As promised, this is a sequel to my story about camping in Canada. During our second week in Canada we moved to another campsite in Alconquin Park, where we’d meet a Canadian family we would spent most of our final week with. In general, I find that Canadian people are probably thé nicest people. Very open, very welcoming, enthusiastic to have a chat. One evening, a couple was sitting by a campfire when they invited us over. They gave us some corncobs which we’d heat above the fire, and talked to us all about Canada and their adventures whilst camping. It turned dark and the lady even started singing a few songs for us.
Not long afterwards we met the Green family. My mum and I were swimming in the lake, wondering out loud if there were many leeches and what we would have to do if one would bite us, when Bill came swimming by us. He had been camping for many years and knew all about the animals around. His son was fascinated by the local wildlife and could spot animals from a remarkable distance.
So it was that one day, his son spotted a moose on the other side of the lake, that to us looked like perhaps little rocks. Bill invited us to join him in his canoe to go see the animal from up close. It was indescribably beautiful to be on the lake and to have the impressive animal so nearby and silence all around. We stayed on the lake till sunset, the nature shone bright green and the sky was coloured red. Otters sometimes appeared to show their little heads, after which they would dive under water again. Bill told us that if we wanted to, we could borrow his canoe any time and for example make a fishing trip.
This seemed like a brilliant idea. As a child I always loved to fish, so we thanked him and accepted the proposal. However, going fishing in Canada didn’t turn out to be as easy as it is in the Netherlands. We first had to go collect a fishing license, something I had never previously even heard of. To get the license we drove from place to place, but everywhere they told us they didn’t provide licenses, but if we would drive on we would find a place where they did. In Canada, the distances from one place to another are nothing compared to back home, and it took us the whole morning to find a location where they provided the licenses. To get one, we had to give a lot of detailed information, even something as the colour of our eyes… We paid for the license, and finally, we got it. After half a day of trying to obtain a license, we were ready to go fishing!
Bill and his sons helped us to put the canoe in the water and set up the fishing rod, and off we went. What happened next is not one of my proudest moments… Everyone had helped us to get ready for fishing, we had spent so much time to finally get in the canoe, when, after only half an hour, spoiled me realized she didn’t like fishing that much after all. The current was quite powerful, and my mum and I had to work hard to keep the canoe under control whilst I also had to pay attention to the bobber. Instead of it sticking in an upright position in the water, it laid diagonally on the water which rendered it impossible for me to determine whether we catched any fish yet. Every time I checked, the bait was gone. However, there was no fish to be found and I became grumpier and grumpier. My mum told me that after so much preparation we couldn’t just give up, so we continued for some time. However, my mood didn’t improve, especially not when we found out that a huge toad was sitting in the tip of the boat and we were in the middle of the lake. I felt bad, but I asked my mum if we could please turn around and embarrassed I arrived at the lake shore. I had been the one who insisted on going fishing, and had driven my mum to despair whilst trying to obtain the fishing license. The whole family had helped us with setting up the fishing equipment and with the canoe, and now, only about an hour after, we were already back. Fortunately, they were really nice people and we undertook many more activities.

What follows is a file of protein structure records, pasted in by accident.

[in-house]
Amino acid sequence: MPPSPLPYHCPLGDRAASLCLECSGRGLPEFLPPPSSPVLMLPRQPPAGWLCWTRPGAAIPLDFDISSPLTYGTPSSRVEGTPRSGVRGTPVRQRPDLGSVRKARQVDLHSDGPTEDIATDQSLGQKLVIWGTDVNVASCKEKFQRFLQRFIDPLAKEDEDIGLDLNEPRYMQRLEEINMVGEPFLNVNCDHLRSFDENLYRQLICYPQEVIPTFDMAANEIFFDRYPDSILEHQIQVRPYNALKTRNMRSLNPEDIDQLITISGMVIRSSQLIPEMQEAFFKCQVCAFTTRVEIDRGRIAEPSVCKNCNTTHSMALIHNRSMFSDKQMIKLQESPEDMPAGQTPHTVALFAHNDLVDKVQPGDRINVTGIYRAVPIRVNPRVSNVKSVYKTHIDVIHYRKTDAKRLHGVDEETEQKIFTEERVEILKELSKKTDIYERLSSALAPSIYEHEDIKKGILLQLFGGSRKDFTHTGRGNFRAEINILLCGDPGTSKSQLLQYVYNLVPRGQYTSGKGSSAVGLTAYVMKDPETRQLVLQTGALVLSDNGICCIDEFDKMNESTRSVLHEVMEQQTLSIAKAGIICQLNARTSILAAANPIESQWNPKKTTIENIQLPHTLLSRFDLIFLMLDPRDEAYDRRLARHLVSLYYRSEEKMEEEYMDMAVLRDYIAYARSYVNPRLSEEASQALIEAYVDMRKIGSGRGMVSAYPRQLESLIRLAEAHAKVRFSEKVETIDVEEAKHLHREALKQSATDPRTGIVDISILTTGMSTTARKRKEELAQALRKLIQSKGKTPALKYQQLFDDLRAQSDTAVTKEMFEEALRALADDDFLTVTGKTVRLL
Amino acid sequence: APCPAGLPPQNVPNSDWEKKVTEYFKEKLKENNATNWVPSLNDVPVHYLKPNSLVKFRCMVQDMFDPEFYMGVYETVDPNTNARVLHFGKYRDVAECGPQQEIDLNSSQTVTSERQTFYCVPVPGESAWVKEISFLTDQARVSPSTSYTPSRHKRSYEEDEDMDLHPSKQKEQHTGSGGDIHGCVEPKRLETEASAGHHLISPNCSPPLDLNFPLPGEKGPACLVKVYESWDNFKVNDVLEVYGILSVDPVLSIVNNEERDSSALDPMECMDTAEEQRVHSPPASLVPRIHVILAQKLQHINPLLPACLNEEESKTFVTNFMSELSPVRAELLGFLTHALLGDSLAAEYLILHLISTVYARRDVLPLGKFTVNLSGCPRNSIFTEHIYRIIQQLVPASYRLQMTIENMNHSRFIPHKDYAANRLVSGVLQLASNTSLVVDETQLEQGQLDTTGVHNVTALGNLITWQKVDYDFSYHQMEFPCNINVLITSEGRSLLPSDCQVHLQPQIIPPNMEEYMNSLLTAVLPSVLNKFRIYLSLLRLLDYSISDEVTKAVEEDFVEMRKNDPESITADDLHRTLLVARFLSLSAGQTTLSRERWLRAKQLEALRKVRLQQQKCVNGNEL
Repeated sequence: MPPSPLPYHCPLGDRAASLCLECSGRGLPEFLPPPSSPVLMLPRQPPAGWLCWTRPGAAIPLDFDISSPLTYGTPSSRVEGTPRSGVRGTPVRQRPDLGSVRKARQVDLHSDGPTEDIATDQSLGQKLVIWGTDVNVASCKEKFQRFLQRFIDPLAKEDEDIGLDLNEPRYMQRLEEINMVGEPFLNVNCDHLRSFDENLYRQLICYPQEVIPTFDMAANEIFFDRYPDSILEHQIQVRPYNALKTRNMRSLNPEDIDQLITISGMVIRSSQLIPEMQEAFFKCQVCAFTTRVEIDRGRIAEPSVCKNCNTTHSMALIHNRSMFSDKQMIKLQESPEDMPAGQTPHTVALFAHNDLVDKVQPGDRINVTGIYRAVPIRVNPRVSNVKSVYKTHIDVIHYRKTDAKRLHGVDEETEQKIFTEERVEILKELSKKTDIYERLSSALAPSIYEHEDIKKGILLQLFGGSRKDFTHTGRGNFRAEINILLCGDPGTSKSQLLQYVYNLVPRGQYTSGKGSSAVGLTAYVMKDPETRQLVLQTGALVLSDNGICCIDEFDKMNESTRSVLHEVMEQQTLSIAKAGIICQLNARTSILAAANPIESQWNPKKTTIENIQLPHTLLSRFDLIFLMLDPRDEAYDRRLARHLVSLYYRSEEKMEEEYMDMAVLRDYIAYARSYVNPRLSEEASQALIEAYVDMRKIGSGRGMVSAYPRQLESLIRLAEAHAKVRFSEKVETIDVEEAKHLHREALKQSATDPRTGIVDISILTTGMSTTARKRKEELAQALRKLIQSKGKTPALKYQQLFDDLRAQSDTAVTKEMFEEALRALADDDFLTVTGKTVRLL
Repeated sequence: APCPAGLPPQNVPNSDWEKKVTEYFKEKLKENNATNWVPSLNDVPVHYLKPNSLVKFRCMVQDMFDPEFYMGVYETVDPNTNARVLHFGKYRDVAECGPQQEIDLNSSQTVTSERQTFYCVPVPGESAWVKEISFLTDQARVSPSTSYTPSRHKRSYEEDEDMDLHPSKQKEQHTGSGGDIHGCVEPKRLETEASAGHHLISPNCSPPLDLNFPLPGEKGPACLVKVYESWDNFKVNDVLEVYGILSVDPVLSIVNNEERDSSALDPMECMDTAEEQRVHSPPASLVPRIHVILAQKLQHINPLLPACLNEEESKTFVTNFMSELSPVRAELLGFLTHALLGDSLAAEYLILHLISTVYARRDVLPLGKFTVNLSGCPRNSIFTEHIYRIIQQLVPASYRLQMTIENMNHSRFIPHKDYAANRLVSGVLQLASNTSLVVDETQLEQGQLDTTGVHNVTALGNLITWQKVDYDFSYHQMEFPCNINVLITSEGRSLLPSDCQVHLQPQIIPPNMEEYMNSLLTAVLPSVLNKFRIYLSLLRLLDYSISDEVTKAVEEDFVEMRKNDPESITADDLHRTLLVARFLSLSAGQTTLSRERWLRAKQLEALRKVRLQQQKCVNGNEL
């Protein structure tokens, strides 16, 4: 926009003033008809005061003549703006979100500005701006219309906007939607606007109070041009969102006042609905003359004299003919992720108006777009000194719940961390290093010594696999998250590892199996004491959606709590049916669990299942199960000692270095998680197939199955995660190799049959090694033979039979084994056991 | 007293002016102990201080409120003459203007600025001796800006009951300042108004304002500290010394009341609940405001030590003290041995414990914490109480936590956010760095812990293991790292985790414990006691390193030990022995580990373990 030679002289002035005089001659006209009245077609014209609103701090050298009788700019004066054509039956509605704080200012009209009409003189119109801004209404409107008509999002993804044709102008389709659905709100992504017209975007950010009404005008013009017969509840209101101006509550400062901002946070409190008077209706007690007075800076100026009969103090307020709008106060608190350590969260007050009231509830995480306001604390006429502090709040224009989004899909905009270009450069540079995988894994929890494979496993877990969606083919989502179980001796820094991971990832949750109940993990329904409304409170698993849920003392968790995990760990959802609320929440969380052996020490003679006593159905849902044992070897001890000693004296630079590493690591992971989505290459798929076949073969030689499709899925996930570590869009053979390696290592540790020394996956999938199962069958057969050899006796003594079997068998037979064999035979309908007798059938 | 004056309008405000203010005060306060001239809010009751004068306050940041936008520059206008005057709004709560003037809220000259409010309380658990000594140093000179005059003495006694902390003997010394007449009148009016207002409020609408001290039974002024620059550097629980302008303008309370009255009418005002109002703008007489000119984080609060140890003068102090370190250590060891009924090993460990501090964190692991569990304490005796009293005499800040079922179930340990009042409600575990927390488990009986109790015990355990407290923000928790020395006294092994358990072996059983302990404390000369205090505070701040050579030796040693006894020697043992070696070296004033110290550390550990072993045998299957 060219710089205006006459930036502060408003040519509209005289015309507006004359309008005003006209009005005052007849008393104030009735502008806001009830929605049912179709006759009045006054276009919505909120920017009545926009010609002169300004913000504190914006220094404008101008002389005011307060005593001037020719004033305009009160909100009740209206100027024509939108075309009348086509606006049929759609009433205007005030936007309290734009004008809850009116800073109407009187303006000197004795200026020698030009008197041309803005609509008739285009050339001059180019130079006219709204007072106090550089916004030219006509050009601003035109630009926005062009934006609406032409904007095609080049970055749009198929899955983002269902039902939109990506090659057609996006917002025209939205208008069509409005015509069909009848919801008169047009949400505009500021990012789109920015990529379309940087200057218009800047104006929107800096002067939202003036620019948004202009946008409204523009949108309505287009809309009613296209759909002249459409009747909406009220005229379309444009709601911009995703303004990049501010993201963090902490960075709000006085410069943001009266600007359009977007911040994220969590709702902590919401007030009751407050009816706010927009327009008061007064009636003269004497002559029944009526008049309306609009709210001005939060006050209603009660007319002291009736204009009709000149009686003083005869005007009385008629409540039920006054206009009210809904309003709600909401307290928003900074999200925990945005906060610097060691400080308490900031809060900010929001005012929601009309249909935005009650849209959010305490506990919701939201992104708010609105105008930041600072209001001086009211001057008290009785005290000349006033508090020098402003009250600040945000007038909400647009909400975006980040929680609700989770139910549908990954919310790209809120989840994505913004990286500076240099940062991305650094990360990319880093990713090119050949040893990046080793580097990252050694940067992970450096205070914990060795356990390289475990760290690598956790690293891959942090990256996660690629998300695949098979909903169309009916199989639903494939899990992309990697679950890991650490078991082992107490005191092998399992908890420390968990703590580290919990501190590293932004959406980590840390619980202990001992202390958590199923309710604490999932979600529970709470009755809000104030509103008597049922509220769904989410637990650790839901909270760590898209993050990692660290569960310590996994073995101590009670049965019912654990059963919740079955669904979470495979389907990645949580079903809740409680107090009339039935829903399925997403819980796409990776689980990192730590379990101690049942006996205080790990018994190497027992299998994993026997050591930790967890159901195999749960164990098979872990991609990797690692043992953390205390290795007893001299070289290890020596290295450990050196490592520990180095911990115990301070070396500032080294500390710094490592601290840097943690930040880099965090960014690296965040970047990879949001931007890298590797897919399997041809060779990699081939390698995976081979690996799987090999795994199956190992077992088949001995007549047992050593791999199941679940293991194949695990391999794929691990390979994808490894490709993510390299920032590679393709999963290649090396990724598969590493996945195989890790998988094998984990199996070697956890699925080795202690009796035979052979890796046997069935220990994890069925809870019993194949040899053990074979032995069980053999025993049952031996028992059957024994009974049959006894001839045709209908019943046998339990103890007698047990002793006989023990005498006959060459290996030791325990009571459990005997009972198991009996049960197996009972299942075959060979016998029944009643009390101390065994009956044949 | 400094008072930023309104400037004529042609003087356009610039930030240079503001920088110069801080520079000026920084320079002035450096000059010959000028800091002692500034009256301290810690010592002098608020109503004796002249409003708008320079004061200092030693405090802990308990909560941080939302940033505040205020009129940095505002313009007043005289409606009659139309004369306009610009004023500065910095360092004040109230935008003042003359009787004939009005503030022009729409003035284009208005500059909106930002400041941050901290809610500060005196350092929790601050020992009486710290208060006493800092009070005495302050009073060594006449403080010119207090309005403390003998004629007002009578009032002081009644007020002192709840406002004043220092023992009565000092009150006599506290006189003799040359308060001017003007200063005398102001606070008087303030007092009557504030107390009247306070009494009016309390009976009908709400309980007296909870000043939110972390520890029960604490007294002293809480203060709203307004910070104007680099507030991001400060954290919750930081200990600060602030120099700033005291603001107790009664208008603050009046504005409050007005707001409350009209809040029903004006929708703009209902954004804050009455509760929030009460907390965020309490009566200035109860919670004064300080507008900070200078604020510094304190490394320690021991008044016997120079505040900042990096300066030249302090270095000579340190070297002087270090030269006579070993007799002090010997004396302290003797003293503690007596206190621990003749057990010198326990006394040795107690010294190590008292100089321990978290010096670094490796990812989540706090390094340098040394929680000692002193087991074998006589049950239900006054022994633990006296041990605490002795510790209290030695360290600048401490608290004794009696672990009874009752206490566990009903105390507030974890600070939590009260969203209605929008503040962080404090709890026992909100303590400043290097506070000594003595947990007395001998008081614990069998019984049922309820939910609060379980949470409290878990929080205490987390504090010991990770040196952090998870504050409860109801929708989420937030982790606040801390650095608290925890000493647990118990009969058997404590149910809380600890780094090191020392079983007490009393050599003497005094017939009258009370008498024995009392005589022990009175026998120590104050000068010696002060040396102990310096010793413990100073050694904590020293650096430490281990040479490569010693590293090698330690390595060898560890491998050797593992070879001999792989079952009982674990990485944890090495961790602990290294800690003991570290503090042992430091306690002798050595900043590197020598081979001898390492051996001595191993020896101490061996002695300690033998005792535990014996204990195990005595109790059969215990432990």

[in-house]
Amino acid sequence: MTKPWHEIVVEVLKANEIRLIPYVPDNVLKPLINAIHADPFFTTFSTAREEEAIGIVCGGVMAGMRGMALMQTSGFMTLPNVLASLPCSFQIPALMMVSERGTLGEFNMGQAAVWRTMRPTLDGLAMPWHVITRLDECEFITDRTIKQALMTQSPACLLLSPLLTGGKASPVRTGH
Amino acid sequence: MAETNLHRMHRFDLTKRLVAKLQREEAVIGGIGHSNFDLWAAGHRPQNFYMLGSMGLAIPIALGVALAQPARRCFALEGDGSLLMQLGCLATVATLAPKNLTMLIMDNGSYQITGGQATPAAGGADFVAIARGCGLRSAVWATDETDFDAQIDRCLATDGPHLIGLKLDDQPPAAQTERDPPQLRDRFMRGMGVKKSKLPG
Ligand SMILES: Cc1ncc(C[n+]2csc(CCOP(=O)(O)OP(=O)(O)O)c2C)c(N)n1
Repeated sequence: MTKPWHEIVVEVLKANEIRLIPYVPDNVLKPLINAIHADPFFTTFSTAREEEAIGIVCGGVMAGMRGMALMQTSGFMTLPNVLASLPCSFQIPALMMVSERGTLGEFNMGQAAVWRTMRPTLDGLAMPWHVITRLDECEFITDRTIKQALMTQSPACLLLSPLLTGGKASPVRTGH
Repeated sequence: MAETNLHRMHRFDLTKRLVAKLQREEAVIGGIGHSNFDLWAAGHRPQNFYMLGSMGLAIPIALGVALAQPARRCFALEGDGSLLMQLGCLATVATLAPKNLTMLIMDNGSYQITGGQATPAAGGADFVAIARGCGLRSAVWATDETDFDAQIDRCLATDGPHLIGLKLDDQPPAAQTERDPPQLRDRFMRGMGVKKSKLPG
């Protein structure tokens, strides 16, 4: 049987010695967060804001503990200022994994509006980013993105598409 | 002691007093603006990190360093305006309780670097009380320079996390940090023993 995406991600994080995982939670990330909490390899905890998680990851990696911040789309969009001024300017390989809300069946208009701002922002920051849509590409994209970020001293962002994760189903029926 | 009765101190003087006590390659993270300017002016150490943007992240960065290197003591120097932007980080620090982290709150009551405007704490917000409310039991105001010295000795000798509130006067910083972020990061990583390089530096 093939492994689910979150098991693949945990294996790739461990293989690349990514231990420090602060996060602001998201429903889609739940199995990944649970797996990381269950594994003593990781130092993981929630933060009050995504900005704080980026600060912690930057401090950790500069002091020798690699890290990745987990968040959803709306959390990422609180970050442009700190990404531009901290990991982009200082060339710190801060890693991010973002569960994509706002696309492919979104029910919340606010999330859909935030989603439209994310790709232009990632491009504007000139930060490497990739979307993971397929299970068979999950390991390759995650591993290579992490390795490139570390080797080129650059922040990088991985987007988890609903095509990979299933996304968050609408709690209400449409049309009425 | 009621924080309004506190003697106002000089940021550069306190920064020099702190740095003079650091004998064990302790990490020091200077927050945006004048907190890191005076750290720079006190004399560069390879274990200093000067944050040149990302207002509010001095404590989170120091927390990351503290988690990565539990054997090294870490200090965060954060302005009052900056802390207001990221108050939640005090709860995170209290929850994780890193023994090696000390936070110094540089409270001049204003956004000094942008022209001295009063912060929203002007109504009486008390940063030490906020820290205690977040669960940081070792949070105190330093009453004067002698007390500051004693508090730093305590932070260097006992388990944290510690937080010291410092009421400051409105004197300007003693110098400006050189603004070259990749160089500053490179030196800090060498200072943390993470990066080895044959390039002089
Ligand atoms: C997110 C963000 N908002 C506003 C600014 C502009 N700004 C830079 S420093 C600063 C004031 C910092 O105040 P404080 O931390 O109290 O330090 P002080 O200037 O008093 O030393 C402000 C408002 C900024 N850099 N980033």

We went picking blackberries in an area in the vicinity of bears and even went to a garbage dump where many bears tried to unravel a meal. I saw them from a distance cause I stayed safe and sound in the car, but my mum, brave as she is, went with the family up to the dump and saw them from up close!
They also took us to a little river, where we could jump off a bridge. Me and the guys really enjoyed this and took many stunt pictures. We also went swimming in a small stream with waterfalls, which was a wonderful place we would have never find on our own.
Similarly, one day we went hiking with them along narrow paths we would have never dared to take by ourselves because of the risk of bears in the area. Here, I have seen the absolute tallest trees and after a climb, the most beautiful view.
On one of our last evenings in Ontario, we all went to a little town an hour’s drive away from our campsite to see the last Harry Potter movie. On the way back, it was already pitch dark and the roads weren’t lit. We followed Bill’s car, which was all we could see. Suddenly, they parked by the side of the road. Therefore, we did the same, not knowing what was going on. Really sad, but the car in front of them had hit a deer! We got out of the car, and saw the deer lying on the road. It had already died, it’s neck laid in a weird angle and its big eyes stared at us. A very sad image is still stuck in my mind.
Fortunately, most images of my time in Canada are really nice. The people had been so extremely friendly. We started off with only a little tent, but by the end of our stay we had been given so many camping gifts such as an extra chair, jerry can and party tent against mosquitoes. When we left, I was really sad and determined to come back one day. Hopefully, we will soon!